The 15-year-old -- a recent immigrant from Ireland with a pretty face and a soft brogue -- was found dead in her South Hadley home Jan. 14, according to police.
Afterward, her fellow students came forward to tell school officials that Prince had been teased incessantly, taunted by text messages and harassed on social networking sites like Facebook.
"It's heart-wrenching," said South Hadley Police Chief David LaBrie. "She had only moved here last summer."
"We are looking at all factors," said LaBrie, who was assisting the Northwest District Attorney's office with an investigation into Prince's death.
LaBrie refused to discuss the details of Prince's suicide out of "respect for the family's privacy.
"It's tremendously emotionally draining on the family and the whole community right now," he told ABCNews.com. "It's such a sad thing."
Many in the suburban community of about 17,000 in western Massachusetts was in shock after learning that Prince had reportedly hung herself just days after accepting a date to a high school dance.
In a letter to parents, Principal Daniel Smith called Prince "smart, charming, and as is the case with many teenagers, complicated. ... We will never know the specific reasons why she chose to take her life.''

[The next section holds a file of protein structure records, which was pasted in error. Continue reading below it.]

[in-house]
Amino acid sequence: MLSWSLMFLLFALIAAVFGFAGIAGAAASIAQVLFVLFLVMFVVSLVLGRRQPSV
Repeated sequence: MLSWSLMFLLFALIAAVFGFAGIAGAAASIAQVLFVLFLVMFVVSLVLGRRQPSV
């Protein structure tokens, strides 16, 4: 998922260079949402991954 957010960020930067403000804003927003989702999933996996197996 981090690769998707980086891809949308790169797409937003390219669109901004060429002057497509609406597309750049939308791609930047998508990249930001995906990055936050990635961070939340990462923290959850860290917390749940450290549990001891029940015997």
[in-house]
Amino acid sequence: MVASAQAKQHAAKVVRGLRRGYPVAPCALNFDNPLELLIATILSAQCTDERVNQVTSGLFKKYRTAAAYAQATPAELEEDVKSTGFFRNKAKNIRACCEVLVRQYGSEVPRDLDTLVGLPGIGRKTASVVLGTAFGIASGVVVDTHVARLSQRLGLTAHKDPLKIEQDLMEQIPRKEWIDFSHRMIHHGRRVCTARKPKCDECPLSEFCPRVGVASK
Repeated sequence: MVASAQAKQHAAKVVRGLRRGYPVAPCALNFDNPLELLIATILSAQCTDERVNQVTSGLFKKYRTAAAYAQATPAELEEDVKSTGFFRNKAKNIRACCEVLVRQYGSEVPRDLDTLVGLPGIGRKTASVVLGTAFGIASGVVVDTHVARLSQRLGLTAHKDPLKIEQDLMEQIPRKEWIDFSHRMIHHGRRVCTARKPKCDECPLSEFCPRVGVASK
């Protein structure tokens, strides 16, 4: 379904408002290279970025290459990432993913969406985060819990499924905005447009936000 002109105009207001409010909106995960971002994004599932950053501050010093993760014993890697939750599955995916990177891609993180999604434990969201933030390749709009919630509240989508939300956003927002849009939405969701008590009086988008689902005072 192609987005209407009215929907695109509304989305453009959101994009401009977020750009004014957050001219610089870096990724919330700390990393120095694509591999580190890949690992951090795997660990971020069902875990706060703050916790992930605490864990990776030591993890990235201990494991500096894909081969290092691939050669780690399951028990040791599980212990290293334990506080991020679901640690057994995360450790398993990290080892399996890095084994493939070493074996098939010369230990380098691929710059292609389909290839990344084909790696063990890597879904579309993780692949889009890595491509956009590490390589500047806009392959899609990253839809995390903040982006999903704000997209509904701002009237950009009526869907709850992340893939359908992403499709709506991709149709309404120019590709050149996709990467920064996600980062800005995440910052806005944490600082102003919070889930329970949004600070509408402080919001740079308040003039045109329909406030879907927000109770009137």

Prince is not the only case of apparent bullying that has sparked national headlines.
In 2006, Megan Meier killed herself after the mother of a former friend created a fictitious profile to harass the Missouri 13-year-old. Three years earlier, 13-year-old Ryan Patrick Halligan of Vermont hung himself after he'd been bullied online.
Just this week in Lewisville, Texas, a 9-year-old boy hung himself in the nurse's bathroom at his elementary school.
"It's just sad. I can't imagine what would make a 9-year-old boy feel this way," Stephanie Rodriguez, the school's PTA treasurer, told ABC affiliate WFAA television.
This is apparently the second high-profile suicide bullying case in Massachusetts in the past year. In nearby Springfield, 11-year-old Carl Joseph Walker-Hoover hung himself with an extension cord after bullies repeatedly called him gay.
In the case of Phoebe Prince, the family recently relocated from a tiny village in the west of Ireland. But she had trouble adjusting to her new school and became the victim of incessant bullying by classmates.
"The real problem now is the texting stuff and the cyberbullying,'' South Hadley School Superintendent Gus A. Sayer told the Boston Globe. "Some kids can be very mean towards one another using that medium.''
Sayer and other officials at the 700-student high school did not return calls from ABCNews.com.
First Assistant District Attorney Renee Steese said her office is conducting an "open investigation" of the circumstances of Prince's death with local and state police, as well as the medical examiner.
"It's a small community, and obviously for the family a tragic loss," she told ABCNews.com.
Bullying has become increasingly common in schools throughout the United States.
The National Youth Violence Prevention Resource Center estimated that nearly 30 percent of American youth are either a bully or a target of bullying.